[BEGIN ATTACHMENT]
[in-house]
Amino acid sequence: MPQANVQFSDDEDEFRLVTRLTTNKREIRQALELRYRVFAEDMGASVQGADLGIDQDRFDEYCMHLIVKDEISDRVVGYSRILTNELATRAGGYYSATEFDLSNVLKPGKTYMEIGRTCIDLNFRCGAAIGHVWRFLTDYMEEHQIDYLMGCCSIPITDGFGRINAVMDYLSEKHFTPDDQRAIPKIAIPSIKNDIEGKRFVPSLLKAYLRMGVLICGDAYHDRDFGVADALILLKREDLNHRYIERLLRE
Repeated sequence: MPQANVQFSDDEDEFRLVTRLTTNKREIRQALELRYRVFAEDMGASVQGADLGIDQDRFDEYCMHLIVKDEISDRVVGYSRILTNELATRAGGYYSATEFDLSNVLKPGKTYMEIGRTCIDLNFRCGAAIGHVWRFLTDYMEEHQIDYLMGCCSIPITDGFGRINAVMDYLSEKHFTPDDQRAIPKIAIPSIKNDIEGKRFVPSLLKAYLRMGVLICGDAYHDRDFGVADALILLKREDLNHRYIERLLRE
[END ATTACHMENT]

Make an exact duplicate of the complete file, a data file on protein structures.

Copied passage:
[in-house]
Amino acid sequence: MPQANVQFSDDEDEFRLVTRLTTNKREIRQALELRYRVFAEDMGASVQGADLGIDQDRFDEYCMHLIVKDEISDRVVGYSRILTNELATRAGGYYSATEFDLSNVLKPGKTYMEIGRTCIDLNFRCGAAIGHVWRFLTDYMEEHQIDYLMGCCSIPITDGFGRINAVMDYLSEKHFTPDDQRAIPKIAIPSIKNDIEGKRFVPSLLKAYLRMGVLICGDAYHDRDFGVADALILLKREDLNHRYIERLLRE
Repeated sequence: MPQANVQFSDDEDEFRLVTRLTTNKREIRQALELRYRVFAEDMGASVQGADLGIDQDRFDEYCMHLIVKDEISDRVVGYSRILTNELATRAGGYYSATEFDLSNVLKPGKTYMEIGRTCIDLNFRCGAAIGHVWRFLTDYMEEHQIDYLMGCCSIPITDGFGRINAVMDYLSEKHFTPDDQRAIPKIAIPSIKNDIEGKRFVPSLLKAYLRMGVLICGDAYHDRDFGVADALILLKREDLNHRYIERLLRE